Gordon Hayward is starting to fill up my timeline with questions about whether or not to drop him, and it’s worth noting that I’m the resident optimist for Hayward around here. The bandwagon is getting mighty light. It almost got set on fire with Hayward sitting on two points entering the fourth quarter. He went on to rattle off 13 points and finish with 15 points, two rebounds, two assists, and two threes in 23 minutes. The Butler product has been in a vicious shooting slump since hitting a game-winner against the Kings over the weekend, but he still has late-round value on the year and I’m nowhere near giving up.
I think he’ll go back and forth between mid- and late-round value and eventually climb into the top-75 by the All Star break, with the early inconsistencies being mostly the byproduct of an offense that revolves so much around Jefferson, who rarely creates good looks for teammates in the post. The Jazz love to run offense through Hayward, but they simply don’t have the touches to give him in their crowded group. With an eyeball toward the trade deadline, the subtraction of one player (Millsap?) or an injury could return Hayward to last season’s late top-40 run. Marvin Williams (16 points) was concussed and any absence will certainly help Hayward’s situation, though I’m not putting a ton of stock on his impact other than to free up a few touches here and there.
What’s In a Name?
There were no revelations on the Hornets’ side of the box last night. Greivis Vasquez scored 18 points on 7-of-15 shooting with three rebounds, eight assists, and one three, as he is returning late-round value in 9-cat leagues and mid-round value in 8-cat formats on the year. Robin Lopez had one of his ‘good’ nights with 18 points and seven boards but he didn’t have a block. He’ll probably return to borderline status in 12-14 team leagues when Davis returns, but for now owners can keep the mid-round value locked into lineups.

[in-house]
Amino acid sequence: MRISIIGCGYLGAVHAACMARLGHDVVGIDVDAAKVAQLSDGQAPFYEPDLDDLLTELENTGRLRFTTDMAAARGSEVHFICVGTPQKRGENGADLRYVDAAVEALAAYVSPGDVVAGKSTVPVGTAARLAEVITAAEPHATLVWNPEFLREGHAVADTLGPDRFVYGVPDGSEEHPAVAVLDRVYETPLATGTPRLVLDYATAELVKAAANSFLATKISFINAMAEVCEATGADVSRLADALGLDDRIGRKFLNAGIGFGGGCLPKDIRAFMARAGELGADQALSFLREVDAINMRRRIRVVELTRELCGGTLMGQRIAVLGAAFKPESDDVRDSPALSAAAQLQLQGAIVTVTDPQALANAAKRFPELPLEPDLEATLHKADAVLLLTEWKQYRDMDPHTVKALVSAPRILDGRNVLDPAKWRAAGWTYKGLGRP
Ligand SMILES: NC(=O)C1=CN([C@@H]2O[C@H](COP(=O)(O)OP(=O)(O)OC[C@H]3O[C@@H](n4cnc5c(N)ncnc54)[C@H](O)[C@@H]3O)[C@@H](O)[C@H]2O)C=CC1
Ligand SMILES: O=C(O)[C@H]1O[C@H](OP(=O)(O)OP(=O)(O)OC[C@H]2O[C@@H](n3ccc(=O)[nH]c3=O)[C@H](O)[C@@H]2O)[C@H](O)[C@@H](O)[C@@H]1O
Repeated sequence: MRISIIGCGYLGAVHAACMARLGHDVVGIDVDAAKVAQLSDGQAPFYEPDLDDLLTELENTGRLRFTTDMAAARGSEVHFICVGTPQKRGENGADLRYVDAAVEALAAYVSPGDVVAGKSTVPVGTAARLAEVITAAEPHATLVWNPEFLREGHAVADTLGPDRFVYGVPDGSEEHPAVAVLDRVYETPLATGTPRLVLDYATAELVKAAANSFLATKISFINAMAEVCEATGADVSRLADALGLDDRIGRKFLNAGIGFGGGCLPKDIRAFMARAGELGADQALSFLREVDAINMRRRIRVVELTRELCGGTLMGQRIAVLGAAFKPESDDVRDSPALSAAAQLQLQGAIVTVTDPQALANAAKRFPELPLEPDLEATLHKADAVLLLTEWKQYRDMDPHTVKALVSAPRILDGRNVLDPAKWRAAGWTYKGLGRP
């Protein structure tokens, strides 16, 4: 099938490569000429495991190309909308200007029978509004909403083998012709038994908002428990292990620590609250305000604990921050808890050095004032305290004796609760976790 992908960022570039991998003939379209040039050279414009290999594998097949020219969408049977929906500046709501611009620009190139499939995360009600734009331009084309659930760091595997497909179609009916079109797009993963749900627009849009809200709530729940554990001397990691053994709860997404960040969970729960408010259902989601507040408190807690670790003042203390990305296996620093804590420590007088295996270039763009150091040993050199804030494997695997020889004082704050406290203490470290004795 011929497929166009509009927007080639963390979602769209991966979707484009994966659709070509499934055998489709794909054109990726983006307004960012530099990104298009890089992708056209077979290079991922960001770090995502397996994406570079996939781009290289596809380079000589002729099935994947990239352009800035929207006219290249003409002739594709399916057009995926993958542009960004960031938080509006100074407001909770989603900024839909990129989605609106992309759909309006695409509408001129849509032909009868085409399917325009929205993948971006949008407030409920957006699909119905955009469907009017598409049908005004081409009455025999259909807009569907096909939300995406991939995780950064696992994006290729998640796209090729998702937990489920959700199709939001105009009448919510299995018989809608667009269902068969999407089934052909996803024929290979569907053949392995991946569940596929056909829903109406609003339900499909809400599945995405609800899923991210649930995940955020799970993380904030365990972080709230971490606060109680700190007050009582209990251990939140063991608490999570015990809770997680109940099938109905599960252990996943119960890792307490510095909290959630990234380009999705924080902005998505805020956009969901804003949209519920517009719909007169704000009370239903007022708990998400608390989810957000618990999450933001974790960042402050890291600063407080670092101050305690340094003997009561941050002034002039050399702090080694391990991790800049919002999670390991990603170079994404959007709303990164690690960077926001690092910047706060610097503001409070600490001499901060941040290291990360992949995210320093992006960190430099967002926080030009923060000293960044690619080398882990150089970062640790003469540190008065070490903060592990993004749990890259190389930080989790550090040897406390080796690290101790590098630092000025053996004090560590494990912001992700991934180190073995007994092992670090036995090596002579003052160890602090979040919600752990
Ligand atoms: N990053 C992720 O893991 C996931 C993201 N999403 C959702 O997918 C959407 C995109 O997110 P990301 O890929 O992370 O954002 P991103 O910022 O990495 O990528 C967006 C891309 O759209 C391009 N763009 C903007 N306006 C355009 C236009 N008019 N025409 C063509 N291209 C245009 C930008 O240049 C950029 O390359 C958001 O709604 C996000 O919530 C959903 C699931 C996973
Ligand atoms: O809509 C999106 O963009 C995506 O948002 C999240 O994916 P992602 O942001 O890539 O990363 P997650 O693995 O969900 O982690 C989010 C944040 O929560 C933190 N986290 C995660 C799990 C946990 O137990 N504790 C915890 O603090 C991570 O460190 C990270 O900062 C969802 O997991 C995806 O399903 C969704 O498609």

Ryan Anderson had an off-night with seven points on 2-of-8 shooting and eight boards. I don’t think his production will budge at all when Davis returns as they’re only competing touches in the superficial overall sense. Al-Farouq Aminu had a devilish line of six points, six boards, and six turnovers to go with three steals, and he’s another guy I have very little concern about right now. The Hornets are going to lean on him nightly unless he falls off a cliff. Jason Smith hit just 1-of-7 shots and had five turnovers, but finished with seven points (5-of-6 FTs) and nine rebounds in 29 minutes. Deep league owners should give him a look while Unibrow is out. Austin Rivers (two points, 22 minutes) came into the league as a scorer-only and he can’t even do that these days. I think he’ll get that turned around, but had his last name been Dungworth I doubt he gets drafted where he did.